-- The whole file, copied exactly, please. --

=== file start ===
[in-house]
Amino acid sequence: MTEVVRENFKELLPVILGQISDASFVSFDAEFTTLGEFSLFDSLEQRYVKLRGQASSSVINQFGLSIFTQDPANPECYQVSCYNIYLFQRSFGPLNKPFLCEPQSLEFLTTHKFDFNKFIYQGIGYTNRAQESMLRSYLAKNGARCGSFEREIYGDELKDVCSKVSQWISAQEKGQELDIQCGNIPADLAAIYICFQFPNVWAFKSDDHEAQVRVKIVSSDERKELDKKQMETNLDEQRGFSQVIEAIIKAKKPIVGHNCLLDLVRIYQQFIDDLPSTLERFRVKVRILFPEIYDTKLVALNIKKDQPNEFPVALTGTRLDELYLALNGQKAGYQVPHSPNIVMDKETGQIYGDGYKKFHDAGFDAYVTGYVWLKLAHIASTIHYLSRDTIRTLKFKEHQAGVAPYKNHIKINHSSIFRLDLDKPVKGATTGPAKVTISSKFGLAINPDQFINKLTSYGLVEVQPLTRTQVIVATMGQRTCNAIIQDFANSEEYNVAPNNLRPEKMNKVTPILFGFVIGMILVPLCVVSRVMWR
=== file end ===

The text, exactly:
[in-house]
Amino acid sequence: MTEVVRENFKELLPVILGQISDASFVSFDAEFTTLGEFSLFDSLEQRYVKLRGQASSSVINQFGLSIFTQDPANPECYQVSCYNIYLFQRSFGPLNKPFLCEPQSLEFLTTHKFDFNKFIYQGIGYTNRAQESMLRSYLAKNGARCGSFEREIYGDELKDVCSKVSQWISAQEKGQELDIQCGNIPADLAAIYICFQFPNVWAFKSDDHEAQVRVKIVSSDERKELDKKQMETNLDEQRGFSQVIEAIIKAKKPIVGHNCLLDLVRIYQQFIDDLPSTLERFRVKVRILFPEIYDTKLVALNIKKDQPNEFPVALTGTRLDELYLALNGQKAGYQVPHSPNIVMDKETGQIYGDGYKKFHDAGFDAYVTGYVWLKLAHIASTIHYLSRDTIRTLKFKEHQAGVAPYKNHIKINHSSIFRLDLDKPVKGATTGPAKVTISSKFGLAINPDQFINKLTSYGLVEVQPLTRTQVIVATMGQRTCNAIIQDFANSEEYNVAPNNLRPEKMNKVTPILFGFVIGMILVPLCVVSRVMWR